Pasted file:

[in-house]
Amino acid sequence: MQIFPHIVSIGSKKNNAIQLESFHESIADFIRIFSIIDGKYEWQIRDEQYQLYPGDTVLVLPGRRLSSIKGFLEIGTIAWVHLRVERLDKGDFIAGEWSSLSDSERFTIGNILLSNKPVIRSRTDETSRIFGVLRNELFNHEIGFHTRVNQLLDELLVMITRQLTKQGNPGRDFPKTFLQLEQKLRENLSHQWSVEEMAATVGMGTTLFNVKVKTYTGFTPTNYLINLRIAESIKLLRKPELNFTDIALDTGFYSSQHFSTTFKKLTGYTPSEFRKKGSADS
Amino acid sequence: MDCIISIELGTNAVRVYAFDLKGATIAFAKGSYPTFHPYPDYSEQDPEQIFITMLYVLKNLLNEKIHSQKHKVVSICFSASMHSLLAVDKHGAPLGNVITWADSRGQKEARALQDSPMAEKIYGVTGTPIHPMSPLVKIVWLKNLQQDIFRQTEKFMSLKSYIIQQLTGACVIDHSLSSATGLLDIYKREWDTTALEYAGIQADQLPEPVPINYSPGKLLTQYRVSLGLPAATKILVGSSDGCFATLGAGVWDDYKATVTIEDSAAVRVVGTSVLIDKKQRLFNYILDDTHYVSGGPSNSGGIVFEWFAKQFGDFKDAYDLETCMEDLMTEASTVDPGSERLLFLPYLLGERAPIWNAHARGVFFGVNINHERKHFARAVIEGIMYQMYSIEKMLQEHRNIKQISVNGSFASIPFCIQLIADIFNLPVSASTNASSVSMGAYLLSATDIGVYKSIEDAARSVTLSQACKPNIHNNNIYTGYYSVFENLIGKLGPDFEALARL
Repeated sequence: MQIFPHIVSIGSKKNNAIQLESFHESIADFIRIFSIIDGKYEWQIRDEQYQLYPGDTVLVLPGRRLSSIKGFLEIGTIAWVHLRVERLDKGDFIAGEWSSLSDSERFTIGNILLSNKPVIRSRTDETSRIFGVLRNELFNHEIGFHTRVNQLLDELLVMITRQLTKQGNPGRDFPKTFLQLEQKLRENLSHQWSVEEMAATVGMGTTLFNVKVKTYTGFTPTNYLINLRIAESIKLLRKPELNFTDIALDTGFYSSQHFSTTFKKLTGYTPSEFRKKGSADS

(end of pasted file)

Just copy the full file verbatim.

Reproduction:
[in-house]
Amino acid sequence: MQIFPHIVSIGSKKNNAIQLESFHESIADFIRIFSIIDGKYEWQIRDEQYQLYPGDTVLVLPGRRLSSIKGFLEIGTIAWVHLRVERLDKGDFIAGEWSSLSDSERFTIGNILLSNKPVIRSRTDETSRIFGVLRNELFNHEIGFHTRVNQLLDELLVMITRQLTKQGNPGRDFPKTFLQLEQKLRENLSHQWSVEEMAATVGMGTTLFNVKVKTYTGFTPTNYLINLRIAESIKLLRKPELNFTDIALDTGFYSSQHFSTTFKKLTGYTPSEFRKKGSADS
Amino acid sequence: MDCIISIELGTNAVRVYAFDLKGATIAFAKGSYPTFHPYPDYSEQDPEQIFITMLYVLKNLLNEKIHSQKHKVVSICFSASMHSLLAVDKHGAPLGNVITWADSRGQKEARALQDSPMAEKIYGVTGTPIHPMSPLVKIVWLKNLQQDIFRQTEKFMSLKSYIIQQLTGACVIDHSLSSATGLLDIYKREWDTTALEYAGIQADQLPEPVPINYSPGKLLTQYRVSLGLPAATKILVGSSDGCFATLGAGVWDDYKATVTIEDSAAVRVVGTSVLIDKKQRLFNYILDDTHYVSGGPSNSGGIVFEWFAKQFGDFKDAYDLETCMEDLMTEASTVDPGSERLLFLPYLLGERAPIWNAHARGVFFGVNINHERKHFARAVIEGIMYQMYSIEKMLQEHRNIKQISVNGSFASIPFCIQLIADIFNLPVSASTNASSVSMGAYLLSATDIGVYKSIEDAARSVTLSQACKPNIHNNNIYTGYYSVFENLIGKLGPDFEALARL
Repeated sequence: MQIFPHIVSIGSKKNNAIQLESFHESIADFIRIFSIIDGKYEWQIRDEQYQLYPGDTVLVLPGRRLSSIKGFLEIGTIAWVHLRVERLDKGDFIAGEWSSLSDSERFTIGNILLSNKPVIRSRTDETSRIFGVLRNELFNHEIGFHTRVNQLLDELLVMITRQLTKQGNPGRDFPKTFLQLEQKLRENLSHQWSVEEMAATVGMGTTLFNVKVKTYTGFTPTNYLINLRIAESIKLLRKPELNFTDIALDTGFYSSQHFSTTFKKLTGYTPSEFRKKGSADS